Wednesday, July 28, 1999 Published at 15:02 GMT 16:02 UK
Nato commander to leave early
Gen Clark: Reports of differences with the White House
Nato commander General Wesley Clark, who led the military campaign against Yugoslavia, is to leave his post three months ahead of schedule.
The Nato commander is reported to have had differences with the White House and the Pentagon during the operation.
Correspondents say he consistently urged more aggressive tactics, including the possibility of a ground invasion of Kosovo if the air strikes failed.
His request to use Apache attack helicopters in the air war was turned down by the Pentagon.
When asked if his departure next April was due to his performance in the Kosovo conflict, the 54-year-old general told Reuters news agency: "Not that I know of."
'Praise and respect'
Pentagon spokesman Kenneth Bacon said Gen Clark would be replaced by Air Force General Joseph Ralston, currently vice chairman of the US joint chiefs of staff.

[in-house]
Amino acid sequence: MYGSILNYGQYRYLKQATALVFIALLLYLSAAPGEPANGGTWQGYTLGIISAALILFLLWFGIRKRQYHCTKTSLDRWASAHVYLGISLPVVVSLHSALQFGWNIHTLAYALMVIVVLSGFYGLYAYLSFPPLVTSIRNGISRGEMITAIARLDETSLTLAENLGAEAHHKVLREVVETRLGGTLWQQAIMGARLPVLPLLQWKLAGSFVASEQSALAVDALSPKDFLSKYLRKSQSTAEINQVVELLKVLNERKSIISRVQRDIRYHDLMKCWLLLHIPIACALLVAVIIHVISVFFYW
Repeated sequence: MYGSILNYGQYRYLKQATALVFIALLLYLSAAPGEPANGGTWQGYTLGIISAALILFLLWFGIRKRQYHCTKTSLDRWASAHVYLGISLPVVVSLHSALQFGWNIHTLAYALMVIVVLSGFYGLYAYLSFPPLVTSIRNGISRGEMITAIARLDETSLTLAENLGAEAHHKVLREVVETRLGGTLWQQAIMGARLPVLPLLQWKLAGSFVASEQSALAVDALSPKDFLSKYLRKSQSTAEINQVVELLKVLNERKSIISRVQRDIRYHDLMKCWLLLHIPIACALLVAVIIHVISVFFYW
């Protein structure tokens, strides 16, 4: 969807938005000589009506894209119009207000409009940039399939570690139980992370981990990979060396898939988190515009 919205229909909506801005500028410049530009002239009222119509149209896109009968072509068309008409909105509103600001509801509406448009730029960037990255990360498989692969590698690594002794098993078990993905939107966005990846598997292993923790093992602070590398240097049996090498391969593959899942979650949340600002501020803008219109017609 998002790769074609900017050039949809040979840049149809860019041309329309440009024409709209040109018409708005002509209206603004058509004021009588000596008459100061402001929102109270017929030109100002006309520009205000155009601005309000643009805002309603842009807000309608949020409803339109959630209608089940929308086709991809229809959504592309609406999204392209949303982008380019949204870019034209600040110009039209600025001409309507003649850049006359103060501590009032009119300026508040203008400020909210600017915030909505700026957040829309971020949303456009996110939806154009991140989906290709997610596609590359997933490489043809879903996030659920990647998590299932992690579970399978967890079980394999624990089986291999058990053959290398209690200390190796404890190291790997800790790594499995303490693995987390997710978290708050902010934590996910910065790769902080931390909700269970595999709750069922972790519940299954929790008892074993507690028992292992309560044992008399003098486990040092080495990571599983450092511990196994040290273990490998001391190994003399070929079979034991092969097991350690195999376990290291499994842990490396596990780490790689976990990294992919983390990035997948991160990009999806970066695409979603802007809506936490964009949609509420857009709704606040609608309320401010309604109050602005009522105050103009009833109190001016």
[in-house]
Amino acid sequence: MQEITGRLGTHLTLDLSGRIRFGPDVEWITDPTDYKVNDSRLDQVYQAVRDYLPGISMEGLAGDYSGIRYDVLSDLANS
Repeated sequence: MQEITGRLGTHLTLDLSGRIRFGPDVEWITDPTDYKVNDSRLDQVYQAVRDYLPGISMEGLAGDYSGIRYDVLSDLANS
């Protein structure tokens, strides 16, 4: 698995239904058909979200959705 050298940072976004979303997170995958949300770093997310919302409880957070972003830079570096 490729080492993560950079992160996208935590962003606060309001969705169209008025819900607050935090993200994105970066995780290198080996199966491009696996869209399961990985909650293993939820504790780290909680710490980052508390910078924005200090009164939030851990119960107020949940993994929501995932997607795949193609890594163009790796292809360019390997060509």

It was not a question of dissatisfaction, the spokesman added: "We have nothing but the highest praise and respect for the job that Gen Clark has done."
Mr Cohen had recommended Gen Clark for a "high-level ambassadorship," Mr Bacon said.
US military chiefs felt that the incoming Gen Ralston "would bring the same qualifications to the job that Gen Clark did," the Pentagon spokesman said.
Gen Ralston was "a proven warrior, a proven diplomat and a proven politician," he said. "He has got great skills in all those areas, just as General Clark did."
A veteran of the Vietnam War, Gen Clark became Nato's supreme allied commander in Europe in July 1997. He was also the senior military member of the team that forged the 1995 Dayton peace accords that ended the fighting in Bosnia.
Also leaving his post will be General John Tilelli, commander of the combined UN-US forces in South Korea.
Mr Bacon said Gen Tilelli would be replaced in December by General Thomas Schwartz, presently commander of the US Army Forces Command.